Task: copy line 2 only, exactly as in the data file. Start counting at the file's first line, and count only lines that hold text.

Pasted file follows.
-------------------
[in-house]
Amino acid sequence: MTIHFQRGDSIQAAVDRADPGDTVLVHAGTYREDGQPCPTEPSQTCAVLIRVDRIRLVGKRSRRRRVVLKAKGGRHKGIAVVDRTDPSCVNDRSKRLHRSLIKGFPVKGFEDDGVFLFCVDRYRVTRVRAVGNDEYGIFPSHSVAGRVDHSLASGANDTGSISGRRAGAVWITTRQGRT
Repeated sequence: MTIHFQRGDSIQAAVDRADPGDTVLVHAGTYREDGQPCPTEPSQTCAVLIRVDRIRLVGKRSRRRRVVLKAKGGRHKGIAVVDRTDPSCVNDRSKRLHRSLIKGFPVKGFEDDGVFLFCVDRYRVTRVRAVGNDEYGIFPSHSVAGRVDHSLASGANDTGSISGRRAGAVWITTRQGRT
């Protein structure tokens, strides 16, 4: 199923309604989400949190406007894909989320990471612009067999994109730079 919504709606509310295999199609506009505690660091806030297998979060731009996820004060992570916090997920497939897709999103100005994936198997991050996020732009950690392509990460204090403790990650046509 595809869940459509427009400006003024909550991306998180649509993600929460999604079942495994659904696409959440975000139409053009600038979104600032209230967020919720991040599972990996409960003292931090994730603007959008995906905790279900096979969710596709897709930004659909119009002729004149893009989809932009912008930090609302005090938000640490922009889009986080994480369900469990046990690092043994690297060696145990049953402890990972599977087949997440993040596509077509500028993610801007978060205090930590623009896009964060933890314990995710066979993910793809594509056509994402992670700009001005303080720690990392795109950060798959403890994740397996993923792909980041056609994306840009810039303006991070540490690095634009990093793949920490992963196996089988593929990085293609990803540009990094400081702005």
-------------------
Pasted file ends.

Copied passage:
Amino acid sequence: MTIHFQRGDSIQAAVDRADPGDTVLVHAGTYREDGQPCPTEPSQTCAVLIRVDRIRLVGKRSRRRRVVLKAKGGRHKGIAVVDRTDPSCVNDRSKRLHRSLIKGFPVKGFEDDGVFLFCVDRYRVTRVRAVGNDEYGIFPSHSVAGRVDHSLASGANDTGSISGRRAGAVWITTRQGRT